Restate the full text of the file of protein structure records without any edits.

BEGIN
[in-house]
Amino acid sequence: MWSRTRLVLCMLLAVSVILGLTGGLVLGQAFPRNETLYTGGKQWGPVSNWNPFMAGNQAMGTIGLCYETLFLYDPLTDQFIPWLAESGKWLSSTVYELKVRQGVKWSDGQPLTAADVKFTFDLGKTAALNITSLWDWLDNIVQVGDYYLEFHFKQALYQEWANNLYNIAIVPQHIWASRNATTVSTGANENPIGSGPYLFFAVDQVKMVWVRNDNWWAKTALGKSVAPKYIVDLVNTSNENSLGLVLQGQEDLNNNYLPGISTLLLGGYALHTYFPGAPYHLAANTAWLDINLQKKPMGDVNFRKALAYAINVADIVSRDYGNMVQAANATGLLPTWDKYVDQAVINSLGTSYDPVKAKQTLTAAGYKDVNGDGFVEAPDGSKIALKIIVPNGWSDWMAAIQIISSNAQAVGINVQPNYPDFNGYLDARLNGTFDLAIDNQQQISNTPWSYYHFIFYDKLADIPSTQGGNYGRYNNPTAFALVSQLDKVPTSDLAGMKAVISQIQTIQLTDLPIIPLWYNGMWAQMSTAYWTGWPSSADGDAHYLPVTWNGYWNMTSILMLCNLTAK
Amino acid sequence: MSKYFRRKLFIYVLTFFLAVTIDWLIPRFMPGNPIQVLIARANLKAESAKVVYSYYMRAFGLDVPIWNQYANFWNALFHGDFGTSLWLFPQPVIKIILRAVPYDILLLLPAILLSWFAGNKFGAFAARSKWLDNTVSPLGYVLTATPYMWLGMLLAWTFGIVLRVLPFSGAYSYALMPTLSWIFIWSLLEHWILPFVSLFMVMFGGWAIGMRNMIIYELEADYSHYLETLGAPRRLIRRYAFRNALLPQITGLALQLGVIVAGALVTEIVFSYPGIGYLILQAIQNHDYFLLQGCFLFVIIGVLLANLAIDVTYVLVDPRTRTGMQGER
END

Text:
[in-house]
Amino acid sequence: MWSRTRLVLCMLLAVSVILGLTGGLVLGQAFPRNETLYTGGKQWGPVSNWNPFMAGNQAMGTIGLCYETLFLYDPLTDQFIPWLAESGKWLSSTVYELKVRQGVKWSDGQPLTAADVKFTFDLGKTAALNITSLWDWLDNIVQVGDYYLEFHFKQALYQEWANNLYNIAIVPQHIWASRNATTVSTGANENPIGSGPYLFFAVDQVKMVWVRNDNWWAKTALGKSVAPKYIVDLVNTSNENSLGLVLQGQEDLNNNYLPGISTLLLGGYALHTYFPGAPYHLAANTAWLDINLQKKPMGDVNFRKALAYAINVADIVSRDYGNMVQAANATGLLPTWDKYVDQAVINSLGTSYDPVKAKQTLTAAGYKDVNGDGFVEAPDGSKIALKIIVPNGWSDWMAAIQIISSNAQAVGINVQPNYPDFNGYLDARLNGTFDLAIDNQQQISNTPWSYYHFIFYDKLADIPSTQGGNYGRYNNPTAFALVSQLDKVPTSDLAGMKAVISQIQTIQLTDLPIIPLWYNGMWAQMSTAYWTGWPSSADGDAHYLPVTWNGYWNMTSILMLCNLTAK
Amino acid sequence: MSKYFRRKLFIYVLTFFLAVTIDWLIPRFMPGNPIQVLIARANLKAESAKVVYSYYMRAFGLDVPIWNQYANFWNALFHGDFGTSLWLFPQPVIKIILRAVPYDILLLLPAILLSWFAGNKFGAFAARSKWLDNTVSPLGYVLTATPYMWLGMLLAWTFGIVLRVLPFSGAYSYALMPTLSWIFIWSLLEHWILPFVSLFMVMFGGWAIGMRNMIIYELEADYSHYLETLGAPRRLIRRYAFRNALLPQITGLALQLGVIVAGALVTEIVFSYPGIGYLILQAIQNHDYFLLQGCFLFVIIGVLLANLAIDVTYVLVDPRTRTGMQGER